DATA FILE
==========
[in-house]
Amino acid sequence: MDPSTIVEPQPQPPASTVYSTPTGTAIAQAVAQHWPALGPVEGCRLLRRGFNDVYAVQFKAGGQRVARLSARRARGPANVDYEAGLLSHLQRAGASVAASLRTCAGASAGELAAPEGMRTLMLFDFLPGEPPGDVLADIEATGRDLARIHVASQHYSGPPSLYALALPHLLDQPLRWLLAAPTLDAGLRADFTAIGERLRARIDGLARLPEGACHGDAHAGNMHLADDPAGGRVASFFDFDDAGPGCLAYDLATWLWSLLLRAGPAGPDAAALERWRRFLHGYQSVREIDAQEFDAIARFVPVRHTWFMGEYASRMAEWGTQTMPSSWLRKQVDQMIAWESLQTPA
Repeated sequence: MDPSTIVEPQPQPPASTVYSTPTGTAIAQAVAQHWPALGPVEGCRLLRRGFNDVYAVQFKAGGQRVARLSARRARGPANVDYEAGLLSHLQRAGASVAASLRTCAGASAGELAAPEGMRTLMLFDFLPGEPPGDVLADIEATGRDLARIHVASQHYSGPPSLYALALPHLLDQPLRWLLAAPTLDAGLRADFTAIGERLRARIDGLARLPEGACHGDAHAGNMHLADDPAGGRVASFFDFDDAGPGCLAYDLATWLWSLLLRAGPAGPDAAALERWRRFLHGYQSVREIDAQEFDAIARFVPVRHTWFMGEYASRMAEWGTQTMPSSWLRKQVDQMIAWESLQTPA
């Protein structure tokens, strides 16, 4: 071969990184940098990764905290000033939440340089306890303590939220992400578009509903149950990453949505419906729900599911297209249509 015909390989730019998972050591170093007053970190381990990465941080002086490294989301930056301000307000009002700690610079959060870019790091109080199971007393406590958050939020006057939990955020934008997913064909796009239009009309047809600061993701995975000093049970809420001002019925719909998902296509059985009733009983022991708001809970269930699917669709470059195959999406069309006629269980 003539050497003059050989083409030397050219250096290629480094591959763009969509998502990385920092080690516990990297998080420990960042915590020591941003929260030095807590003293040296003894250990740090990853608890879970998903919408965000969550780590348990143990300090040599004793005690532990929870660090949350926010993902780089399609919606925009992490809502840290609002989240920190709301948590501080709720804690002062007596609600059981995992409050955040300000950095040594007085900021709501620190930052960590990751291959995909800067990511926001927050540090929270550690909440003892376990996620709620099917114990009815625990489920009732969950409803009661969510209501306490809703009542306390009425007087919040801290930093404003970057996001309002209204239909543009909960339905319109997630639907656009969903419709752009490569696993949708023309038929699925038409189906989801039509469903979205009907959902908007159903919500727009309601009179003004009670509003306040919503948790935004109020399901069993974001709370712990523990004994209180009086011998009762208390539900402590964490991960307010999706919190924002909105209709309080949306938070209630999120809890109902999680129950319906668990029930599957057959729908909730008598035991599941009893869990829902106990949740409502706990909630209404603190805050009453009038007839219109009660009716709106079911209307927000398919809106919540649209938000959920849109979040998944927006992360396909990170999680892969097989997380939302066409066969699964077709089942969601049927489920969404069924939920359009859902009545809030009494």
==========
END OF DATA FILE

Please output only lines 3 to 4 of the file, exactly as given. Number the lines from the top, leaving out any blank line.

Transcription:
Repeated sequence: MDPSTIVEPQPQPPASTVYSTPTGTAIAQAVAQHWPALGPVEGCRLLRRGFNDVYAVQFKAGGQRVARLSARRARGPANVDYEAGLLSHLQRAGASVAASLRTCAGASAGELAAPEGMRTLMLFDFLPGEPPGDVLADIEATGRDLARIHVASQHYSGPPSLYALALPHLLDQPLRWLLAAPTLDAGLRADFTAIGERLRARIDGLARLPEGACHGDAHAGNMHLADDPAGGRVASFFDFDDAGPGCLAYDLATWLWSLLLRAGPAGPDAAALERWRRFLHGYQSVREIDAQEFDAIARFVPVRHTWFMGEYASRMAEWGTQTMPSSWLRKQVDQMIAWESLQTPA
């Protein structure tokens, strides 16, 4: 071969990184940098990764905290000033939440340089306890303590939220992400578009509903149950990453949505419906729900599911297209249509 015909390989730019998972050591170093007053970190381990990465941080002086490294989301930056301000307000009002700690610079959060870019790091109080199971007393406590958050939020006057939990955020934008997913064909796009239009009309047809600061993701995975000093049970809420001002019925719909998902296509059985009733009983022991708001809970269930699917669709470059195959999406069309006629269980 003539050497003059050989083409030397050219250096290629480094591959763009969509998502990385920092080690516990990297998080420990960042915590020591941003929260030095807590003293040296003894250990740090990853608890879970998903919408965000969550780590348990143990300090040599004793005690532990929870660090949350926010993902780089399609919606925009992490809502840290609002989240920190709301948590501080709720804690002062007596609600059981995992409050955040300000950095040594007085900021709501620190930052960590990751291959995909800067990511926001927050540090929270550690909440003892376990996620709620099917114990009815625990489920009732969950409803009661969510209501306490809703009542306390009425007087919040801290930093404003970057996001309002209204239909543009909960339905319109997630639907656009969903419709752009490569696993949708023309038929699925038409189906989801039509469903979205009907959902908007159903919500727009309601009179003004009670509003306040919503948790935004109020399901069993974001709370712990523990004994209180009086011998009762208390539900402590964490991960307010999706919190924002909105209709309080949306938070209630999120809890109902999680129950319906668990029930599957057959729908909730008598035991599941009893869990829902106990949740409502706990909630209404603190805050009453009038007839219109009660009716709106079911209307927000398919809106919540649209938000959920849109979040998944927006992360396909990170999680892969097989997380939302066409066969699964077709089942969601049927489920969404069924939920359009859902009545809030009494």